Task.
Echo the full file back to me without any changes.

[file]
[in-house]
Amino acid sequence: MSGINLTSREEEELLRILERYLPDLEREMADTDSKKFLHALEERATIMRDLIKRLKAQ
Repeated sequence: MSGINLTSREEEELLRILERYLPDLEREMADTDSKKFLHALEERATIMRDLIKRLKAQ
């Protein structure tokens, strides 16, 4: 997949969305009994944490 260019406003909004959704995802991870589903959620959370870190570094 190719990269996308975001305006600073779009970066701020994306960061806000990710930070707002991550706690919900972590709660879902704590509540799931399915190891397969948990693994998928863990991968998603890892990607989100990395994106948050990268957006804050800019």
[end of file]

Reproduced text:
[in-house]
Amino acid sequence: MSGINLTSREEEELLRILERYLPDLEREMADTDSKKFLHALEERATIMRDLIKRLKAQ
Repeated sequence: MSGINLTSREEEELLRILERYLPDLEREMADTDSKKFLHALEERATIMRDLIKRLKAQ
């Protein structure tokens, strides 16, 4: 997949969305009994944490 260019406003909004959704995802991870589903959620959370870190570094 190719990269996308975001305006600073779009970066701020994306960061806000990710930070707002991550706690919900972590709660879902704590509540799931399915190891397969948990693994998928863990991968998603890892990607989100990395994106948050990268957006804050800019």